Finally, we have the nonviolent strategic approach of generalized disobedience. This tends to be the most permissive of nonviolent strategies, often condoning property destruction and symbolic physical resistance, although disciplined nonviolent campaigns of nonviolence and disobedience also fall within this type. The recent film The Fourth World War is at the militant edge of this conception of revolution, highlighting resistance struggles from Palestine to Chiapas while conveniently hiding the significant segments of those movements engaged in armed struggle, probably for the comfort of US audiences. Disobedience strategies seek to shut the system down through strikes, blockades, boycotts, and other forms of disobedience and refusal. While many of these tactics are extremely useful when building toward a real revolutionary practice, the strategy itself has a number of gaping holes.
This type of strategy can only create pressure and leverage; it can never succeed in destroying power or delivering control of society to the people. When a population engages in generalized disobedience, the powerful face a crisis. The illusion of democracy is not working: this is a crisis. Highways have been blockaded, and business has been brought to a crawl: this is a crisis. But the people in power still control a large surplus; they are not in danger of being starved out by the strike. They control all the capital in the country, though some of this has been disabled by occupations and blockades. Most importantly, they still have control of the military and police (elites have learned much more about retaining the loyalty of the military since the Russian Revolution, and, in recent decades, the only significant military defections have occurred when the military faced violent resistance and the government seemed to be in its death throes; the police, for their part, have always been loyal lackeys). Behind closed doors, business leaders, government leaders, and military leaders confer. Perhaps they have not invited certain shamed members of the elite; perhaps multiple factions are scheming to come out of this crisis on top. They can use the military to break through any nonviolent barricade, retake any occupied factory, and seize the product of their labor if the rebels try to conduct an autonomous economy. Ultimately, the powerful can arrest, torture, and kill all the organizers; drive the movement underground; and restore order in the streets. A rebellious population that is conducting sit-ins or throwing rocks cannot stand up to a military that has been given free reign to use all the weapons in its arsenal. But behind closed doors, the country’s leaders agree that such methods are not preferable; they are a last resort. Using them would destroy the illusion of democracy for years, and it would scare away investors and hurt the economy. So they win by letting the rebels declare victory: under pressure from business and military leaders, the president and a few other elected politicians step down (or, better yet, flee in a helicopter); the corporate media call it a revolution and begin trumpeting the populist credentials of the replacement president (who has been picked by the business and military leaders); and activists in the popular movement, if they have constrained themselves to nonviolence rather than preparing for the inevitable escalation of tactics, lose just when they are finally at the threshold of revolution.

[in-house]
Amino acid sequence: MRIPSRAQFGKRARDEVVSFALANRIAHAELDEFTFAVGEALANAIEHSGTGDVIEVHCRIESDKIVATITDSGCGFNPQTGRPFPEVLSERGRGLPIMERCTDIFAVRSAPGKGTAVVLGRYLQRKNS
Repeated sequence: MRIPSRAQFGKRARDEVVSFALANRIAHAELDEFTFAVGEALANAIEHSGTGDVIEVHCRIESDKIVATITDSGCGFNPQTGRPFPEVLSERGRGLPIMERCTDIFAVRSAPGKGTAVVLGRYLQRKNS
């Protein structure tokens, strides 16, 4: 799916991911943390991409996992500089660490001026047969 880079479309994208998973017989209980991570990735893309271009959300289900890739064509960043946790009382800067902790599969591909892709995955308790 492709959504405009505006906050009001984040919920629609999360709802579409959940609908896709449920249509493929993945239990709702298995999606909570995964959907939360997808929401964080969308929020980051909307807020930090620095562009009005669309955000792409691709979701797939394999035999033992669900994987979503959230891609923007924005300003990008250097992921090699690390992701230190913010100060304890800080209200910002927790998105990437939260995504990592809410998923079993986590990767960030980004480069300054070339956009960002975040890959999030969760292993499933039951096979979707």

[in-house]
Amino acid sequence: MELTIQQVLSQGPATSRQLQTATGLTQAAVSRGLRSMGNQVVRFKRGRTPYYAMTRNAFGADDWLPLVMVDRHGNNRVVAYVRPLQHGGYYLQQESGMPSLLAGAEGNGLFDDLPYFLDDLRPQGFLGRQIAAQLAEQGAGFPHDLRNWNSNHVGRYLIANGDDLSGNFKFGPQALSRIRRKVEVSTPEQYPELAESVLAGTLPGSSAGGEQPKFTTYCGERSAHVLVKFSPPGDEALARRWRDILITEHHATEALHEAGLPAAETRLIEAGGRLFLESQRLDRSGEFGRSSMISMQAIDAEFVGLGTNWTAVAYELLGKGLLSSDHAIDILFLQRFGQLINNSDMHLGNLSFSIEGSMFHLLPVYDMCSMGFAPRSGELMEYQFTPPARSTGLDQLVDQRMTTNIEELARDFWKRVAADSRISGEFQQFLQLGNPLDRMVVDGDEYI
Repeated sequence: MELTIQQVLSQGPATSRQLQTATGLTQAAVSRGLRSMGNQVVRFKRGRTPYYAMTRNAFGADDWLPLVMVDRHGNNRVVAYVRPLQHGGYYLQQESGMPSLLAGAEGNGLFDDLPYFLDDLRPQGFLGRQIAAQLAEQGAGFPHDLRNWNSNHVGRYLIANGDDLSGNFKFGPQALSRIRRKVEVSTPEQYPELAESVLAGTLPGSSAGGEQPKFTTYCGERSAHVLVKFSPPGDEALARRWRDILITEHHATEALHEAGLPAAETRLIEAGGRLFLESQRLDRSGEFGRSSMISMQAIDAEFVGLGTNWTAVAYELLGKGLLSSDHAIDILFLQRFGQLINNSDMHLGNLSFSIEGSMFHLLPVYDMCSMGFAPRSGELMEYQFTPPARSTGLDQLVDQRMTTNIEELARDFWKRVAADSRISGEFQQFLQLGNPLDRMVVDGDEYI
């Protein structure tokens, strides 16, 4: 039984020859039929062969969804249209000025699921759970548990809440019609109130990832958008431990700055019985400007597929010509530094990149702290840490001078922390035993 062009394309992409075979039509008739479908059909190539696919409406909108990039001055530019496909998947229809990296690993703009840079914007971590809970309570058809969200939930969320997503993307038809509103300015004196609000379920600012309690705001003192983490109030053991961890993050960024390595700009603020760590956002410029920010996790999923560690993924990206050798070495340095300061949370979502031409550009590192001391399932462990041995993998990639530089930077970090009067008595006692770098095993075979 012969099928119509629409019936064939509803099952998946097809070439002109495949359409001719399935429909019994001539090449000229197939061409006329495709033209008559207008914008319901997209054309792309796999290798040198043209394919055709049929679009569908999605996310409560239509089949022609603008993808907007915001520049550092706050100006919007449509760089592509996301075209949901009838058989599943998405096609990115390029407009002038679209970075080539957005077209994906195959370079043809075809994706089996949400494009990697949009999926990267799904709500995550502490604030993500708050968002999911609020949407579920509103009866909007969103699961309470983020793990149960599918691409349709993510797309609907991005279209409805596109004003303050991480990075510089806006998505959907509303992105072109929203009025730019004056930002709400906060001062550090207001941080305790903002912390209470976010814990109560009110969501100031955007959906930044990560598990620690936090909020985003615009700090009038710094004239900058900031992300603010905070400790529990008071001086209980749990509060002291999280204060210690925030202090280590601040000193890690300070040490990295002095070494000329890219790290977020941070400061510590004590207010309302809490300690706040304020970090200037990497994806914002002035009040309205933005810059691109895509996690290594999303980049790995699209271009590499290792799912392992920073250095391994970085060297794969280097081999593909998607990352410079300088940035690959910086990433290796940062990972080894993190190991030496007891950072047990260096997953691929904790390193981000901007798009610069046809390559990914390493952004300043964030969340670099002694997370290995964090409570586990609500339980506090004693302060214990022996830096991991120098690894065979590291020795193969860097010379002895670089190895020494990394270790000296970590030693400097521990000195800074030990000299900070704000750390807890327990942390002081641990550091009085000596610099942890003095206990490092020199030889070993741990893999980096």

In its long history, this strategy type has not succeeded in causing the class of owners, managers, and enforcers to defect and be disobedient, because their interests are fundamentally opposed to the interests of those who participate in the disobedience. What disobedience strategies have succeeded in doing, time and time again, is forcing out particular government regimes, though these are always replaced by other regimes constituted from among the elite (sometimes reformist moderates and sometimes the leadership of the opposition movement itself). This happened in India at the time of decolonization and in Argentina in 2001; with Marcos in the Philippines and with Milosevic in Serbia (this latter example, and similar “revolutions” in Georgia, Ukraine, and Lebanon, show the ineffectiveness of generalized disobedience in actually delivering social power to the people; all of these popular coups were actually orchestrated and financed by the US to install more market-friendly, pro-US politicians). It is not even proper to say the old regimes are “forced out.” Faced with rising disobedience and the threat of real revolution, they choose to hand over power to new regimes that they trust to honor the basic frameworks of capitalism and state. When they do not have the option of a transfer of power, they take off the gloves and attempt to brutalize and dominate the movement, which cannot defend itself and survive without escalating tactics. This is what happened to the anti-authoritarian labor movement in the US in the 1920s.